Speaking of Galicia, it is partly responsible for Spain's Tourism Reinassance, largely thanks to its off-path appeal and uncrowded spots yet to be ruined by beach bums and the Instagram hordes.

Colorful Buildings On The Guarda Riverfront In Pontevedra, A Small Historical Town In Galicia, A Region In Northwestern Spain, Iberian Peninsula, Europe

If you've been following travel trends lately, you should know by now that lesser-known destinations are witnessing a boom in bookings, and as widely popular as Spain may be, there are still some key spots flying under the radar.

One of those hidden gems, the quaint cobbled city of Pontevedra, jam-packed with historical buildings, inhabited since the Roman times, and a short drive from the sandy Galician coast, is one of the most searched destinations on Google right now.

Cathedral of Santiago de Compostela, Spain

Galicia as a whole is undergoing a popularity surge, with Santiago de Compostela, the regional capital, gaining traction due to its magnificent cathedral, the last stop on the Way of Saint James pilgrimage route, and its status as a UNESCO World Heritage city.

Elsewhere in Spain, the lesser-known Canaries are becoming more popular with American tourists since nonstop flights to Tenerife were introduced back in 2021, bringing Americans closer to Spain's forever-springtime, paradisaical islands.

Woman laying on beach in Playa de la Teresitas. Tenerife, Canaries

Even the Andalusian hinterland, often skipped by visitors heading straight for Madrid or Barcelona, Spain's top two tourist destinations, is now seeing a record increase in visitor numbers, being predicted to welcome over 33 million guests in 2024.

Andalusia is the land of whitewashed mountainside villages, Moorish palaces, and flamenco art.

Did You Know The Warmest Region In Europe Is In Southern Spain?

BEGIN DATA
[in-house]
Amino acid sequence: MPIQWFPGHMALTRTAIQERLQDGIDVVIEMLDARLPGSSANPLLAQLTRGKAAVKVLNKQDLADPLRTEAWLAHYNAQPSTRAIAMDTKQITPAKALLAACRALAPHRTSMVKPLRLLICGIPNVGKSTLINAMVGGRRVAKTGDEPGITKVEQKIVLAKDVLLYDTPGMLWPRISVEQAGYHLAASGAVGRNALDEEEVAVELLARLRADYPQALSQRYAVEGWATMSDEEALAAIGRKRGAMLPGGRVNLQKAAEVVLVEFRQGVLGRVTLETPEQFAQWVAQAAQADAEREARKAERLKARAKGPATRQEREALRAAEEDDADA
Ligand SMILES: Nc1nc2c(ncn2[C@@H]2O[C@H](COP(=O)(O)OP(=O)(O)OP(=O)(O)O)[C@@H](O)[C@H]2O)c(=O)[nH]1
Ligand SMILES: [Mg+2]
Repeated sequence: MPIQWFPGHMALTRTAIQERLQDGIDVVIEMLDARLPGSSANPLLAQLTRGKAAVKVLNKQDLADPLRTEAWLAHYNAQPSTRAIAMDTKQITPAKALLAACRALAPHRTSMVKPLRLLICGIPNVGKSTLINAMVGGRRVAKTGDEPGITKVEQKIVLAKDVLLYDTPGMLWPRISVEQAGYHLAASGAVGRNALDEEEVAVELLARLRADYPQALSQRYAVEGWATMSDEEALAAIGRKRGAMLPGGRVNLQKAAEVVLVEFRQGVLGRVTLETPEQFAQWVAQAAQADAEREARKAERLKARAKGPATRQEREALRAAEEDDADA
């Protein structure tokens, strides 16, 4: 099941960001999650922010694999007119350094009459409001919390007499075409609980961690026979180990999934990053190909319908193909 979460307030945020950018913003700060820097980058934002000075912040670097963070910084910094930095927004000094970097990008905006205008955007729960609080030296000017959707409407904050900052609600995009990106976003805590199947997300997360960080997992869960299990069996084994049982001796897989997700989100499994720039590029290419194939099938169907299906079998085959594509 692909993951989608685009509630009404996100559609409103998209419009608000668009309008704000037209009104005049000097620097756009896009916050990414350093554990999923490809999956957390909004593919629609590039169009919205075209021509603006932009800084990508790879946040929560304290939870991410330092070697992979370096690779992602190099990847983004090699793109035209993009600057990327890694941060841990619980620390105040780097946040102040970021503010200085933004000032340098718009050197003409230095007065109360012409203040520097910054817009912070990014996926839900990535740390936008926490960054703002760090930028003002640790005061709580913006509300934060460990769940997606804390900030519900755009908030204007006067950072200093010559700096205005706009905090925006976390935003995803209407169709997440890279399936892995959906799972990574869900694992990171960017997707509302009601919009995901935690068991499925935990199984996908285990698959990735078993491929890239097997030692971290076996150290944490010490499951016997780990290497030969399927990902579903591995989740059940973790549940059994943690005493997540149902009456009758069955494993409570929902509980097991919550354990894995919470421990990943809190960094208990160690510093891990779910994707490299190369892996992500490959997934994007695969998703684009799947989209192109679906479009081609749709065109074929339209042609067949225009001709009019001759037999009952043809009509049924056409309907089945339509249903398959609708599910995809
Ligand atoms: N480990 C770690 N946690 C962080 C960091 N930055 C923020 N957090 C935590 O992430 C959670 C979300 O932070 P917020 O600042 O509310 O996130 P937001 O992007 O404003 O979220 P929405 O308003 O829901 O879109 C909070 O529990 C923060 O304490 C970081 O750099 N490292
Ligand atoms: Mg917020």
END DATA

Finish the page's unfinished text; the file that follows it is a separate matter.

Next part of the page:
Andalusia's importance for the Spanish tourism sector cannot be so easily overlooked. Since summer ended, it has been instrumental in keeping arrival figures high, and the explanation is rather simple.

Nerja, Costa Del Sol, Andalusia, Southern Spain, Southern Europe

It is the hottest region of Europe, being geographically the closest territory to North Africa and bearing the brunt of the heatwaves coming from across the azure Mediterranean. Believe it or not, Andalusia is best experienced in the off-season.

Summers and the fall are scorchingly hot, with temperatures easily hitting 122°F and higher in larger urban centers, particularly the open furnace that is Seville, and unless the prospect of sunburns and the dry heat doesn't faze you, we would strongly recommend visiting in spring, or even winter instead.

Empty Picturesque Street Of Small Whitewashed Village Of Mijas, Andalusia, Spain, Southern Europe

Right now in Malaga, the gateway to Andalusia's Sunny Coast and an ancient port littered with Roman and Moorish ruins, it's still a pleasant 73.4°F, perfect for some sightseeing.

The beach zones in Marbella and Estepona are also perfectly warm irrespective of season, and though the Mediterranean may be colder this time of year, we would choose leisurely strolls down crowd-free, palm-lined boardwalks, sipping on tinto de verano and admiring the coastal over the chaos of the peak season any day.

Spain Is A Bargain Of A Holiday

Finally, Spain is not as expensive as you may think.

Woman in Granada Spain in Winter

Granted, it is no Balkans or Eastern Europe, but prices across much of the country, excluding ultra-popular cities, are considerably cheaper than France's or Italy's and certainly more affordable than the U.S. average.

Tourists spend on average $43 on meals every day and $134 on hotels, while the total cost of a one-week trip to Spain for two people is an acceptable $2,300 (excluding flights).

Traveling on a budget – i.e., staying in hostels or low-priced guesthouses and avoiding expensive eateries – costs are reduced even further, capping at $64 per day, including accommodation and all daily expenses.

Aerial View Of Malaga Bullring Harbor, Malaga, Spain

This winter, you can book the centrally-located Chinitas Urban Hostel in sunny Malaga, famous for its rooftop bar with privileged views of Malaga Cathedral, for only $26 per night or an overnight in a private room in a local guesthouse for a reasonable $35.

Feeling inspired? You can learn more about Spain and discover five incredible cities to visit in the heart of Iberia this year by reading further here.